Rights at Risk

Oregon AFL-CIO Weekly Update: Rights at Risk
March 27, 2019

Rights At Risk

Our friends at the National Employment Law Project released a new report this week: “Rights at Risk: Gig Companies’ Campaign to Upend Employment as we Know it.” Here’s a summary of the report, which directly connects to efforts by Uber and other “gig economy” companies to undermine workers’ rights in Oregon:

Ride-hailing giant Uber and aspiring “Uber of home services” Handy, along with other tech-companies-turned-service-providers, have been conspiring with powerful corporate allies and lobbyists on a far-reaching, multi-million-dollar influence campaign to rewrite worker classification standards for their own benefit—and to workers’ detriment. Their goal: to pass policies that lock so-called “gig” workers who find jobs via online platforms into independent contractor status, stripping them of the basic labor rights and protections afforded to employees and allowing the companies to evade payroll taxes and worker lawsuits. This report sketches the policy campaign, the cast of characters involved, when and where they have mounted efforts, what might be driving them, and the tactics they are using to advance their cause. It concludes with some examples of successful resistance to these efforts, from which lessons can be drawn for the fights to come.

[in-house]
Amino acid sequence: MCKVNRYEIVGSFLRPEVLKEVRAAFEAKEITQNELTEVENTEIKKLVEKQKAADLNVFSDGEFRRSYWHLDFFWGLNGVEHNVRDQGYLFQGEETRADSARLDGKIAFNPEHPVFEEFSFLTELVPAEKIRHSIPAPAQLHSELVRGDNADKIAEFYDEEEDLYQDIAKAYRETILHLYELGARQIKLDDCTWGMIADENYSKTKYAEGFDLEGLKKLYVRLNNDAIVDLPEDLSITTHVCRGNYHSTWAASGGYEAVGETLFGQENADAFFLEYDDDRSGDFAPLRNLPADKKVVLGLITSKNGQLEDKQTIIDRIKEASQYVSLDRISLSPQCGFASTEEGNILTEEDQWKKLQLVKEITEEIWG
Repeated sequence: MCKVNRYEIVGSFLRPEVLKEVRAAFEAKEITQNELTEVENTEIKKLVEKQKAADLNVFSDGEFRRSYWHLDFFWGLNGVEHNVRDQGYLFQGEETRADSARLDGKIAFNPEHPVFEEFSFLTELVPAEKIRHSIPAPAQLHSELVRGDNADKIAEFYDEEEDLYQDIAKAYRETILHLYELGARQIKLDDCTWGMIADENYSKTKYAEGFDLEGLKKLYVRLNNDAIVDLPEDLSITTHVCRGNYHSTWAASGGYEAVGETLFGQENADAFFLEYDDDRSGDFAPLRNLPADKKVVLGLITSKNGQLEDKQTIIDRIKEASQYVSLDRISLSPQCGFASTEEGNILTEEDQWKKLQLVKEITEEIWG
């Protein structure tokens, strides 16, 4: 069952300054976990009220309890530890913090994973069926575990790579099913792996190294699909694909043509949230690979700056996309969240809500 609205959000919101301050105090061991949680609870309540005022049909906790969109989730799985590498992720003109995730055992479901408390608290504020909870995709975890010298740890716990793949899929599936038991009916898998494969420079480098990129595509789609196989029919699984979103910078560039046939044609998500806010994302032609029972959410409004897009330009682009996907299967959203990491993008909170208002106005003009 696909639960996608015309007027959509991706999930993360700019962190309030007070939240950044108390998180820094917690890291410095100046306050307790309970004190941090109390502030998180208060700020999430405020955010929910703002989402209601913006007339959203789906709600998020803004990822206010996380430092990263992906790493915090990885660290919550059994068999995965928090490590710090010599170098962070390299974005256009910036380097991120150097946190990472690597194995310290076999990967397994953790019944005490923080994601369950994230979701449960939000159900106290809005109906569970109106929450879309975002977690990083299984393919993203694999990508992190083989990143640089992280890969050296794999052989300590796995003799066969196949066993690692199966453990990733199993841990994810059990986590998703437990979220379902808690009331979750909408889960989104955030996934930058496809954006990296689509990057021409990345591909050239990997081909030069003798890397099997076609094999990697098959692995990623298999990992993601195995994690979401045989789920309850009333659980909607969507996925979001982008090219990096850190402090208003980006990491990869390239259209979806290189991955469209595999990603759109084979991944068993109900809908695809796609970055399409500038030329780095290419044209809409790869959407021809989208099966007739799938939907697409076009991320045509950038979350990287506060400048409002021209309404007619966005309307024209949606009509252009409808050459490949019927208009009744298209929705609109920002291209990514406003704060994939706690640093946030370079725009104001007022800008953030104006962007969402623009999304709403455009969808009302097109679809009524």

The report was picked up in the New York Times, click here to read their coverage on the topic.    

We Need a Better NAFTA

President Donald Trump has signed the United States–Mexico–Canada Agreement, or USMCA. It’s supposed to replace the old North American Free Trade Agreement, which he called “the worst trade deal” this country has ever seen.

But guess what? As far as working families are concerned, the USMCA is just more of the same.

We can do better: Tell Congress to refuse to vote on the new NAFTA until it is fixed.

The “new” USMCA fails to raise wages. It also locks in high U.S. medicine prices. Big Pharma rigged the rules: NAFTA 2.0 guarantees extended monopoly rights for pharmaceutical corporations to block generic competition. This would tie the hands of Congress to change the policies that lead to high drug prices, both now and in the future.

It’s not just about us—a better NAFTA could protect working people in the United States, Canada and Mexico by guaranteeing decent wages, reining in high drug prices and ensuring the freedom to join a union, and by standing up to corporate greed.

Tell Congress: Don’t vote on the new NAFTA until it is fixed!

Raise the Wage!

This week, The entire labor movement is calling on Congress to pass legislation to raise the federal minimum wage to $15 per hour.  The federal minimum wage has been fixed at $7.25 for a decade. The Raise the Wage Act of 2019 would increase the minimum wage to $15 per hour by 2024. The bill would also automatically increase the minimum wage so that it keeps pace with the average worker’s pay and gradually raise the tipped minimum wage, which has been stuck at $2.13 per hour since 1991—nearly 30 years.

Raising the wage would benefit nearly 40 million U.S. workers, including:

  • 38.6 million adults over 18.
  • 23.8 million full-time workers.
  • 23 million women.
  • 11.2 million parents.
  • 5.4 million single parents.
  • The parents of 14.4 million children.

Take action NOW.  Call your representative and tell them to #RaisetheWage.